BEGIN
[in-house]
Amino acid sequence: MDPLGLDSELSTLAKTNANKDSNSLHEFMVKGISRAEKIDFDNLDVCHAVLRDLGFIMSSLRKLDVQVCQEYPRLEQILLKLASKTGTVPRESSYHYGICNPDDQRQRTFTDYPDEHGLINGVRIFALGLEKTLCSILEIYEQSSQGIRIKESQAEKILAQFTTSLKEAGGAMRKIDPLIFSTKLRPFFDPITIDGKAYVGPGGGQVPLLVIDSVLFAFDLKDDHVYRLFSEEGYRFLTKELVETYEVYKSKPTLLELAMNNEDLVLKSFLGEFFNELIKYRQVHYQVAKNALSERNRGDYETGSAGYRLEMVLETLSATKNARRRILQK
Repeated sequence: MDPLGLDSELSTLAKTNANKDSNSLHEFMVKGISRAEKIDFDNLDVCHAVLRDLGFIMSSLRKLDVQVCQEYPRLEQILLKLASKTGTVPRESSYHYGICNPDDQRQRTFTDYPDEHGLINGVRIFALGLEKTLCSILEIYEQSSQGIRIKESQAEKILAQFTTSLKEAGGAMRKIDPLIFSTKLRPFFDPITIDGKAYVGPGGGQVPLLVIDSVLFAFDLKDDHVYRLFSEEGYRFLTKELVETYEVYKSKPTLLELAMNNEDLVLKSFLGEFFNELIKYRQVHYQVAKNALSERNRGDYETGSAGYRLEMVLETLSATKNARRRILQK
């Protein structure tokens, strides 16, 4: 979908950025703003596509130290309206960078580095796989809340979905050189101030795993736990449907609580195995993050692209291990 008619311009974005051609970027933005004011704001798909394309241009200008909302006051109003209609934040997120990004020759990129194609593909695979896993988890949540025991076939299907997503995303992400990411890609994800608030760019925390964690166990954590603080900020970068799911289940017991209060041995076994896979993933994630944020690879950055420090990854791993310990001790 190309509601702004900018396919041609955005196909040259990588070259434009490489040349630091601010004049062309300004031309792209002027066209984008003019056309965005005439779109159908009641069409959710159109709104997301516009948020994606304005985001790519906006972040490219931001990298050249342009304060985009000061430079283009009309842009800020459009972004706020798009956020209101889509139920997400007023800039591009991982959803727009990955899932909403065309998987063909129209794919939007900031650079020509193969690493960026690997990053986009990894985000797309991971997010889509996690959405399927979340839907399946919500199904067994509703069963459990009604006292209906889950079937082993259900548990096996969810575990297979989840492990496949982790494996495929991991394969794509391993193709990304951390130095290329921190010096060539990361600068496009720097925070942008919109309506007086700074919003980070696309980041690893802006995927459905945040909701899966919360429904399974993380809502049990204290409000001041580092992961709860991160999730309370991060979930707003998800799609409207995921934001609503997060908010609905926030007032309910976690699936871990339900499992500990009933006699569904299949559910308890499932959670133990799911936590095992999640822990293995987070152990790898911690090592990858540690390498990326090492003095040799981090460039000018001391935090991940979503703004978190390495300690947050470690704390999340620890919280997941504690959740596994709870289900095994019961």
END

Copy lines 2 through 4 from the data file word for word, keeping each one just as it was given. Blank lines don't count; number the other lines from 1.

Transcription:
Amino acid sequence: MDPLGLDSELSTLAKTNANKDSNSLHEFMVKGISRAEKIDFDNLDVCHAVLRDLGFIMSSLRKLDVQVCQEYPRLEQILLKLASKTGTVPRESSYHYGICNPDDQRQRTFTDYPDEHGLINGVRIFALGLEKTLCSILEIYEQSSQGIRIKESQAEKILAQFTTSLKEAGGAMRKIDPLIFSTKLRPFFDPITIDGKAYVGPGGGQVPLLVIDSVLFAFDLKDDHVYRLFSEEGYRFLTKELVETYEVYKSKPTLLELAMNNEDLVLKSFLGEFFNELIKYRQVHYQVAKNALSERNRGDYETGSAGYRLEMVLETLSATKNARRRILQK
Repeated sequence: MDPLGLDSELSTLAKTNANKDSNSLHEFMVKGISRAEKIDFDNLDVCHAVLRDLGFIMSSLRKLDVQVCQEYPRLEQILLKLASKTGTVPRESSYHYGICNPDDQRQRTFTDYPDEHGLINGVRIFALGLEKTLCSILEIYEQSSQGIRIKESQAEKILAQFTTSLKEAGGAMRKIDPLIFSTKLRPFFDPITIDGKAYVGPGGGQVPLLVIDSVLFAFDLKDDHVYRLFSEEGYRFLTKELVETYEVYKSKPTLLELAMNNEDLVLKSFLGEFFNELIKYRQVHYQVAKNALSERNRGDYETGSAGYRLEMVLETLSATKNARRRILQK
């Protein structure tokens, strides 16, 4: 979908950025703003596509130290309206960078580095796989809340979905050189101030795993736990449907609580195995993050692209291990 008619311009974005051609970027933005004011704001798909394309241009200008909302006051109003209609934040997120990004020759990129194609593909695979896993988890949540025991076939299907997503995303992400990411890609994800608030760019925390964690166990954590603080900020970068799911289940017991209060041995076994896979993933994630944020690879950055420090990854791993310990001790 190309509601702004900018396919041609955005196909040259990588070259434009490489040349630091601010004049062309300004031309792209002027066209984008003019056309965005005439779109159908009641069409959710159109709104997301516009948020994606304005985001790519906006972040490219931001990298050249342009304060985009000061430079283009009309842009800020459009972004706020798009956020209101889509139920997400007023800039591009991982959803727009990955899932909403065309998987063909129209794919939007900031650079020509193969690493960026690997990053986009990894985000797309991971997010889509996690959405399927979340839907399946919500199904067994509703069963459990009604006292209906889950079937082993259900548990096996969810575990297979989840492990496949982790494996495929991991394969794509391993193709990304951390130095290329921190010096060539990361600068496009720097925070942008919109309506007086700074919003980070696309980041690893802006995927459905945040909701899966919360429904399974993380809502049990204290409000001041580092992961709860991160999730309370991060979930707003998800799609409207995921934001609503997060908010609905926030007032309910976690699936871990339900499992500990009933006699569904299949559910308890499932959670133990799911936590095992999640822990293995987070152990790898911690090592990858540690390498990326090492003095040799981090460039000018001391935090991940979503703004978190390495300690947050470690704390999340620890919280997941504690959740596994709870289900095994019961």